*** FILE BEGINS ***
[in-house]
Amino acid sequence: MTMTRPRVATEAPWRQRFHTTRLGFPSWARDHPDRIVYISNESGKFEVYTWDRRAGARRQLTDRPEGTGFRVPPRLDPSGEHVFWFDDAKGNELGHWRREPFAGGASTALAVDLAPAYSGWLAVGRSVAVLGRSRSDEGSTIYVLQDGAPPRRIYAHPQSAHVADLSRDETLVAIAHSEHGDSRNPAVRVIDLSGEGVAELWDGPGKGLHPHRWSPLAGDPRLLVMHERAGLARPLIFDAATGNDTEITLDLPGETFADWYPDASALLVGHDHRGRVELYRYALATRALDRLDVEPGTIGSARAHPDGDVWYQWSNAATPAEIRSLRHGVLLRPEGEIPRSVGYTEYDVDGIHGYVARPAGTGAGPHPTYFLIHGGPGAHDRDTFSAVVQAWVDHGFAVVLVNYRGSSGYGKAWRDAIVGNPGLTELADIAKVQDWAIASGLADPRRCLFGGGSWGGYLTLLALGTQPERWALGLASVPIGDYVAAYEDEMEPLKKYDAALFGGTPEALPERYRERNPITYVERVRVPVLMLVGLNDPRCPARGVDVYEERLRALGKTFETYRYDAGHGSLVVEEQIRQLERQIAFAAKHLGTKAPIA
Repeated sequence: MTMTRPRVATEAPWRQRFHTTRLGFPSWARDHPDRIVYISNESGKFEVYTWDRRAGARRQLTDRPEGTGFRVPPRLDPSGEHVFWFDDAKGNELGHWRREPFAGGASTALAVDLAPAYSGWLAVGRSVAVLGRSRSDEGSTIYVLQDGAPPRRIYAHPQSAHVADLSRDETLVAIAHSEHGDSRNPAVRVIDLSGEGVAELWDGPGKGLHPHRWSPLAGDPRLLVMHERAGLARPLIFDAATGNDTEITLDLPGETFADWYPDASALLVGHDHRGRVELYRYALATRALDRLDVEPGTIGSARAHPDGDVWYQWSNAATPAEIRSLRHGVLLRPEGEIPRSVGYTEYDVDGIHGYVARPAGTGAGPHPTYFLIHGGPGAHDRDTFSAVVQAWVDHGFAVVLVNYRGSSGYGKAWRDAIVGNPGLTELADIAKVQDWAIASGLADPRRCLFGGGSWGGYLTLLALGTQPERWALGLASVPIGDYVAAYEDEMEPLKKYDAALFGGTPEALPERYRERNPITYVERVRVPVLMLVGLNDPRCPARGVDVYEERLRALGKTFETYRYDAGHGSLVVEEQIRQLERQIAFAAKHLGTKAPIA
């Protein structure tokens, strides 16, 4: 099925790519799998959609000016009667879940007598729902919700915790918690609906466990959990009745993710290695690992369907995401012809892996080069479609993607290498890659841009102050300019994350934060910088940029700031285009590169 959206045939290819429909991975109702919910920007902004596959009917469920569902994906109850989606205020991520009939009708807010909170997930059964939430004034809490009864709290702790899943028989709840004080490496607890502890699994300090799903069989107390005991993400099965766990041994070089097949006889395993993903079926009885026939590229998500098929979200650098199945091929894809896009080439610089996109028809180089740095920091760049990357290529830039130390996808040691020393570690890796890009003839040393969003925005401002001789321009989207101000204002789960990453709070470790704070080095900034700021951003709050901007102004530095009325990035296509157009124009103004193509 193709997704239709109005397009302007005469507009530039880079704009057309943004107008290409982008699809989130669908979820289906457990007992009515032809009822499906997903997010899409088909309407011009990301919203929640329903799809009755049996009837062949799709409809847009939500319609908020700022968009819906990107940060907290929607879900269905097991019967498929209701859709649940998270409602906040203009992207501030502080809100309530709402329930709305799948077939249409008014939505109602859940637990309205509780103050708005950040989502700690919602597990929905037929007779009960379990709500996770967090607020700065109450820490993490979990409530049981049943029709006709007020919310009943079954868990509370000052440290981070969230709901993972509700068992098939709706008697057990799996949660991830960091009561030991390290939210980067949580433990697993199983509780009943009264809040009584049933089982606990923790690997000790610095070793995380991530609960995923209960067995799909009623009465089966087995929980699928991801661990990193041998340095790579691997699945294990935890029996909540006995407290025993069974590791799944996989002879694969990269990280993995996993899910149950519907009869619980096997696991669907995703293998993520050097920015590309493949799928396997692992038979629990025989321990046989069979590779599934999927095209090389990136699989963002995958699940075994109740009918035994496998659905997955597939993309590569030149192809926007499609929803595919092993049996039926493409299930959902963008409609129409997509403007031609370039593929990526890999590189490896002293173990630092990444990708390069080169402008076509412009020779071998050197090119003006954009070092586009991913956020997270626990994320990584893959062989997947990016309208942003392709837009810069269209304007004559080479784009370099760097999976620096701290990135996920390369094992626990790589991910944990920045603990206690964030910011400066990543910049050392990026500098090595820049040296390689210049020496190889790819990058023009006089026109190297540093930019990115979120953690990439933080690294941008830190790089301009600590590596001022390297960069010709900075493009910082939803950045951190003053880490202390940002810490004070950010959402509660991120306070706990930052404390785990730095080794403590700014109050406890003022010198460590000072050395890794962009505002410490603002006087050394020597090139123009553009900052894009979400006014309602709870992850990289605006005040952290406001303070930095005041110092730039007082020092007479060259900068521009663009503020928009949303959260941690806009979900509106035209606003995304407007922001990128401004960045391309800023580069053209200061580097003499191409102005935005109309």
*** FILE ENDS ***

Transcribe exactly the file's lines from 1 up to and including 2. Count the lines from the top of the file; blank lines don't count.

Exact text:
[in-house]
Amino acid sequence: MTMTRPRVATEAPWRQRFHTTRLGFPSWARDHPDRIVYISNESGKFEVYTWDRRAGARRQLTDRPEGTGFRVPPRLDPSGEHVFWFDDAKGNELGHWRREPFAGGASTALAVDLAPAYSGWLAVGRSVAVLGRSRSDEGSTIYVLQDGAPPRRIYAHPQSAHVADLSRDETLVAIAHSEHGDSRNPAVRVIDLSGEGVAELWDGPGKGLHPHRWSPLAGDPRLLVMHERAGLARPLIFDAATGNDTEITLDLPGETFADWYPDASALLVGHDHRGRVELYRYALATRALDRLDVEPGTIGSARAHPDGDVWYQWSNAATPAEIRSLRHGVLLRPEGEIPRSVGYTEYDVDGIHGYVARPAGTGAGPHPTYFLIHGGPGAHDRDTFSAVVQAWVDHGFAVVLVNYRGSSGYGKAWRDAIVGNPGLTELADIAKVQDWAIASGLADPRRCLFGGGSWGGYLTLLALGTQPERWALGLASVPIGDYVAAYEDEMEPLKKYDAALFGGTPEALPERYRERNPITYVERVRVPVLMLVGLNDPRCPARGVDVYEERLRALGKTFETYRYDAGHGSLVVEEQIRQLERQIAFAAKHLGTKAPIA